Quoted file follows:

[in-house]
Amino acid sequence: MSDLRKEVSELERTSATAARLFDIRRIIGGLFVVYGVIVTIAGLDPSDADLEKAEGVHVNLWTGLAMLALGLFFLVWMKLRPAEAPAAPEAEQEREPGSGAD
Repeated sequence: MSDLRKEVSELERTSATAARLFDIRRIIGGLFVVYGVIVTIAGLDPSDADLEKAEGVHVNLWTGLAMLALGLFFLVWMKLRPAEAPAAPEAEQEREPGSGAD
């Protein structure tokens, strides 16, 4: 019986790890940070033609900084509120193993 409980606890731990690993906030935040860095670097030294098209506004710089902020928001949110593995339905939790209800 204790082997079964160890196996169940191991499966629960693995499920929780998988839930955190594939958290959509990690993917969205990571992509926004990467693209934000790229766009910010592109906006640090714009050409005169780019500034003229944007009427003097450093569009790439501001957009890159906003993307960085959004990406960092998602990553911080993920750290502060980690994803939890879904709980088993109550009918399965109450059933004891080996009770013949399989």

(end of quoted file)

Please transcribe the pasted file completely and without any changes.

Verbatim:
[in-house]
Amino acid sequence: MSDLRKEVSELERTSATAARLFDIRRIIGGLFVVYGVIVTIAGLDPSDADLEKAEGVHVNLWTGLAMLALGLFFLVWMKLRPAEAPAAPEAEQEREPGSGAD
Repeated sequence: MSDLRKEVSELERTSATAARLFDIRRIIGGLFVVYGVIVTIAGLDPSDADLEKAEGVHVNLWTGLAMLALGLFFLVWMKLRPAEAPAAPEAEQEREPGSGAD
């Protein structure tokens, strides 16, 4: 019986790890940070033609900084509120193993 409980606890731990690993906030935040860095670097030294098209506004710089902020928001949110593995339905939790209800 204790082997079964160890196996169940191991499966629960693995499920929780998988839930955190594939958290959509990690993917969205990571992509926004990467693209934000790229766009910010592109906006640090714009050409005169780019500034003229944007009427003097450093569009790439501001957009890159906003993307960085959004990406960092998602990553911080993920750290502060980690994803939890879904709980088993109550009918399965109450059933004891080996009770013949399989």